A depot change process has also just begun regarding Intercity Express Programme (IEP) trains, which will be stabled at Neville Hill when the Hitachi-built trains are used by Stagecoach’s East Coast franchise. This work includes Network Rail putting a fuelling apron on a reception road because the IEPs have their engines in different places on the train.

Wain says there is no specific plan for the IEPs, because Neville Hill will not be a Hitachi depot. Cleaning of the trains will be carried out at the depot, and there will be access to the trains, but the main depot will be nearby at Doncaster. Technicians and engineers can be sent from there to carry out work on the new trains.

“I foresee servicing, and perhaps that’s it,” she says. “Hitachi has said that we can fuel and clean them.” She is happy with that arrangement, as it “keeps work on the site”.

Wain adds that Quality Inspectors have now been put on the fuel roads. Their jobs include fuelling and tanking the trains, as well as walking through them to check for damage inside. Once they have been inside the train, they can then concentrate on preparing it. Introducing this process has improved the speed of the trains arriving and improved the throughput.

EMT and Northern Rail share the Controlled Emission Toilet plant, which creates a bottleneck. This is a key factor for the depot, says Wain.

“If you thought about splitting up the depot between two operators it could not be more complicated,” she laughs.

She says that the natural flow of the depot - in terms of how trains arrive, are maintained and leave - would be broken. “You would be going against the flow,” she says. “There is no other access.”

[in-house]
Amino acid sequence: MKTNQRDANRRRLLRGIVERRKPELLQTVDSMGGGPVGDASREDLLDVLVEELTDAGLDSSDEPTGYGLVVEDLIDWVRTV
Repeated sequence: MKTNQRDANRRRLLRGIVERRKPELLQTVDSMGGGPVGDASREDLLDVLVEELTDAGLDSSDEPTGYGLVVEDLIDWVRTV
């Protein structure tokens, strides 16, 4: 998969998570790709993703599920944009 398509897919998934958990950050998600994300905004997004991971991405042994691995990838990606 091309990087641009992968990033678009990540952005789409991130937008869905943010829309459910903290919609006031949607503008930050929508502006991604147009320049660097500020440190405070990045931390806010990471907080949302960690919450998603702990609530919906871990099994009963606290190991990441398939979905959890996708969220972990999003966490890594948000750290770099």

There is the main access at the Leeds end of the depot, but also a single track that runs onto the depot from the York end. Realistically, however, Wain says that would be of little use. She believes that the depot works as it is currently, and that any improvements to the site would require significant remodelling. She suggests that perhaps that can be done during the northern electrification scheme, when Leeds to York is wired. (The line between the two cities runs past the depot.)

Wain tells RAIL that in recent months there has been a big change in attitude at Neville Hill: “We have taken a lot more focus on our own trains. There has been a lull for refurbishments, but that can change going forward.”

She says another concern is that Northern Rail is trying to bring even more multiple units on site, which she says will have an impact on capacity. Another issue that affects the depot’s operations is a particular freight train. Wain explains: “It often runs late in the morning. When that happens we have lots of late departures. We have to make sure we run to time.”

Wain has been with EMT since the franchise began in November 2007.

“I was involved in the EMT bid. We said that at the end of the franchise the HSTs would go. We believed IEP would be here, or something similar. Porterbrook expected that the HSTs would go to the scrapyard. But that hasn’t happened, and the retirement has been delayed. Now we need to think what will happen.”